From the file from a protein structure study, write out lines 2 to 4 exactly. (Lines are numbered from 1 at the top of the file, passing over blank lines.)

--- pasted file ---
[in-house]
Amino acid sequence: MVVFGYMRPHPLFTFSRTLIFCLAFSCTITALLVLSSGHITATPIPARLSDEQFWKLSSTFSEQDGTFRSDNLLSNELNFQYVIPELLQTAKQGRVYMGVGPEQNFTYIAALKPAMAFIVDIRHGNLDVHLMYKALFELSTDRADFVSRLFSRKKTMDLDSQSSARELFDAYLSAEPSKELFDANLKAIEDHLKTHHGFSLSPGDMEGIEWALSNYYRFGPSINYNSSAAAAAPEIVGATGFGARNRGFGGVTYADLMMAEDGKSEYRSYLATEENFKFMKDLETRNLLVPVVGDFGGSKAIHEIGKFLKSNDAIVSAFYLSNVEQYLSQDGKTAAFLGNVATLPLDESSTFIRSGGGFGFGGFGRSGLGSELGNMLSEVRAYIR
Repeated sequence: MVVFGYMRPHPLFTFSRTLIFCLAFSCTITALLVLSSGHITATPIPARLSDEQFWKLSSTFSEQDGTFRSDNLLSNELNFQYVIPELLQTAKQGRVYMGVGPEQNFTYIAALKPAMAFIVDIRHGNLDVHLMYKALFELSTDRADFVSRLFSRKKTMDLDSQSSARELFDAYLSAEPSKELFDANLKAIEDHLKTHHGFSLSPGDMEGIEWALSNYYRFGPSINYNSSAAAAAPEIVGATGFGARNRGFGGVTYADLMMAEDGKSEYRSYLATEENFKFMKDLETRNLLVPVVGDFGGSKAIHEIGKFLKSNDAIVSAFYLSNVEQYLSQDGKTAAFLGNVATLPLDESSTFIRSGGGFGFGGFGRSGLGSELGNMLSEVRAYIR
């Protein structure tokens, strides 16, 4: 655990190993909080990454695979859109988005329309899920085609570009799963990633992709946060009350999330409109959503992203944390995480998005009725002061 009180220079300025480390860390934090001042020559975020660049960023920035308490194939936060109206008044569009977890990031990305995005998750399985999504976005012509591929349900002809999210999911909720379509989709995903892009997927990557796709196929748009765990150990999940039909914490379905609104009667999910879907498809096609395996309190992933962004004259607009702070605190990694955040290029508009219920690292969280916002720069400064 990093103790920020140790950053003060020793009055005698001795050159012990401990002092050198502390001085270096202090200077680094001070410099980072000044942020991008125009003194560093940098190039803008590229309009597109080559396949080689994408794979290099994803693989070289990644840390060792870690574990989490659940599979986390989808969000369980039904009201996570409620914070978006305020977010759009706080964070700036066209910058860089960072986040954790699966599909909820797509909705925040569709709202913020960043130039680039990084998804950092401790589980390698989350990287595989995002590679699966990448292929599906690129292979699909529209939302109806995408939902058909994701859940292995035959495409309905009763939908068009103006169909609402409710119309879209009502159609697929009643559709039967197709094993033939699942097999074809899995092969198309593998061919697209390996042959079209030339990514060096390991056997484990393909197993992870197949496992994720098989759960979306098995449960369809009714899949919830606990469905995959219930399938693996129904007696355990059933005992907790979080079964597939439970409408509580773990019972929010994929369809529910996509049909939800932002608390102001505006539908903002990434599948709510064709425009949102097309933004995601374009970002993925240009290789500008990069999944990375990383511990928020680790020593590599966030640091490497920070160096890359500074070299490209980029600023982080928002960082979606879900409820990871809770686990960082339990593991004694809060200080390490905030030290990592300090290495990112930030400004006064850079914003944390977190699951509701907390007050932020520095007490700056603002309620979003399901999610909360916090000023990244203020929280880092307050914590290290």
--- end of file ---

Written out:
Amino acid sequence: MVVFGYMRPHPLFTFSRTLIFCLAFSCTITALLVLSSGHITATPIPARLSDEQFWKLSSTFSEQDGTFRSDNLLSNELNFQYVIPELLQTAKQGRVYMGVGPEQNFTYIAALKPAMAFIVDIRHGNLDVHLMYKALFELSTDRADFVSRLFSRKKTMDLDSQSSARELFDAYLSAEPSKELFDANLKAIEDHLKTHHGFSLSPGDMEGIEWALSNYYRFGPSINYNSSAAAAAPEIVGATGFGARNRGFGGVTYADLMMAEDGKSEYRSYLATEENFKFMKDLETRNLLVPVVGDFGGSKAIHEIGKFLKSNDAIVSAFYLSNVEQYLSQDGKTAAFLGNVATLPLDESSTFIRSGGGFGFGGFGRSGLGSELGNMLSEVRAYIR
Repeated sequence: MVVFGYMRPHPLFTFSRTLIFCLAFSCTITALLVLSSGHITATPIPARLSDEQFWKLSSTFSEQDGTFRSDNLLSNELNFQYVIPELLQTAKQGRVYMGVGPEQNFTYIAALKPAMAFIVDIRHGNLDVHLMYKALFELSTDRADFVSRLFSRKKTMDLDSQSSARELFDAYLSAEPSKELFDANLKAIEDHLKTHHGFSLSPGDMEGIEWALSNYYRFGPSINYNSSAAAAAPEIVGATGFGARNRGFGGVTYADLMMAEDGKSEYRSYLATEENFKFMKDLETRNLLVPVVGDFGGSKAIHEIGKFLKSNDAIVSAFYLSNVEQYLSQDGKTAAFLGNVATLPLDESSTFIRSGGGFGFGGFGRSGLGSELGNMLSEVRAYIR
């Protein structure tokens, strides 16, 4: 655990190993909080990454695979859109988005329309899920085609570009799963990633992709946060009350999330409109959503992203944390995480998005009725002061 009180220079300025480390860390934090001042020559975020660049960023920035308490194939936060109206008044569009977890990031990305995005998750399985999504976005012509591929349900002809999210999911909720379509989709995903892009997927990557796709196929748009765990150990999940039909914490379905609104009667999910879907498809096609395996309190992933962004004259607009702070605190990694955040290029508009219920690292969280916002720069400064 990093103790920020140790950053003060020793009055005698001795050159012990401990002092050198502390001085270096202090200077680094001070410099980072000044942020991008125009003194560093940098190039803008590229309009597109080559396949080689994408794979290099994803693989070289990644840390060792870690574990989490659940599979986390989808969000369980039904009201996570409620914070978006305020977010759009706080964070700036066209910058860089960072986040954790699966599909909820797509909705925040569709709202913020960043130039680039990084998804950092401790589980390698989350990287595989995002590679699966990448292929599906690129292979699909529209939302109806995408939902058909994701859940292995035959495409309905009763939908068009103006169909609402409710119309879209009502159609697929009643559709039967197709094993033939699942097999074809899995092969198309593998061919697209390996042959079209030339990514060096390991056997484990393909197993992870197949496992994720098989759960979306098995449960369809009714899949919830606990469905995959219930399938693996129904007696355990059933005992907790979080079964597939439970409408509580773990019972929010994929369809529910996509049909939800932002608390102001505006539908903002990434599948709510064709425009949102097309933004995601374009970002993925240009290789500008990069999944990375990383511990928020680790020593590599966030640091490497920070160096890359500074070299490209980029600023982080928002960082979606879900409820990871809770686990960082339990593991004694809060200080390490905030030290990592300090290495990112930030400004006064850079914003944390977190699951509701907390007050932020520095007490700056603002309620979003399901999610909360916090000023990244203020929280880092307050914590290290």